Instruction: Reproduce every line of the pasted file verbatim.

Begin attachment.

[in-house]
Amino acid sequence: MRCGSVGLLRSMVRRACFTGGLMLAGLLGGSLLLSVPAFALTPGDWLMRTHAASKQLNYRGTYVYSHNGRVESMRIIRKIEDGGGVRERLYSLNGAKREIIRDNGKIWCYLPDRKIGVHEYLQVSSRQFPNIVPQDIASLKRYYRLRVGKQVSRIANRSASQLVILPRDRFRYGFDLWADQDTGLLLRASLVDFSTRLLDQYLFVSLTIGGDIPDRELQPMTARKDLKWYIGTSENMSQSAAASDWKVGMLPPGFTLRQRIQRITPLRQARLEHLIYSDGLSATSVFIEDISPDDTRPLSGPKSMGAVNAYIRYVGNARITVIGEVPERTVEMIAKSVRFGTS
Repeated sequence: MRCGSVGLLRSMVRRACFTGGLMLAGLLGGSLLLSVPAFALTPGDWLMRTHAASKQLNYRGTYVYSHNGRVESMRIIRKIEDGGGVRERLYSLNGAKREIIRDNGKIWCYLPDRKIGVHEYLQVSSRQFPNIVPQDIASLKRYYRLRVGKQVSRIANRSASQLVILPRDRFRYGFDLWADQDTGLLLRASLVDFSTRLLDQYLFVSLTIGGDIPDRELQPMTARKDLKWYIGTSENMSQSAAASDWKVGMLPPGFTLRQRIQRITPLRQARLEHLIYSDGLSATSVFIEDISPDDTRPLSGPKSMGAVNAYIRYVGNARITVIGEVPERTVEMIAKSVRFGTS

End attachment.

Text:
[in-house]
Amino acid sequence: MRCGSVGLLRSMVRRACFTGGLMLAGLLGGSLLLSVPAFALTPGDWLMRTHAASKQLNYRGTYVYSHNGRVESMRIIRKIEDGGGVRERLYSLNGAKREIIRDNGKIWCYLPDRKIGVHEYLQVSSRQFPNIVPQDIASLKRYYRLRVGKQVSRIANRSASQLVILPRDRFRYGFDLWADQDTGLLLRASLVDFSTRLLDQYLFVSLTIGGDIPDRELQPMTARKDLKWYIGTSENMSQSAAASDWKVGMLPPGFTLRQRIQRITPLRQARLEHLIYSDGLSATSVFIEDISPDDTRPLSGPKSMGAVNAYIRYVGNARITVIGEVPERTVEMIAKSVRFGTS
Repeated sequence: MRCGSVGLLRSMVRRACFTGGLMLAGLLGGSLLLSVPAFALTPGDWLMRTHAASKQLNYRGTYVYSHNGRVESMRIIRKIEDGGGVRERLYSLNGAKREIIRDNGKIWCYLPDRKIGVHEYLQVSSRQFPNIVPQDIASLKRYYRLRVGKQVSRIANRSASQLVILPRDRFRYGFDLWADQDTGLLLRASLVDFSTRLLDQYLFVSLTIGGDIPDRELQPMTARKDLKWYIGTSENMSQSAAASDWKVGMLPPGFTLRQRIQRITPLRQARLEHLIYSDGLSATSVFIEDISPDDTRPLSGPKSMGAVNAYIRYVGNARITVIGEVPERTVEMIAKSVRFGTS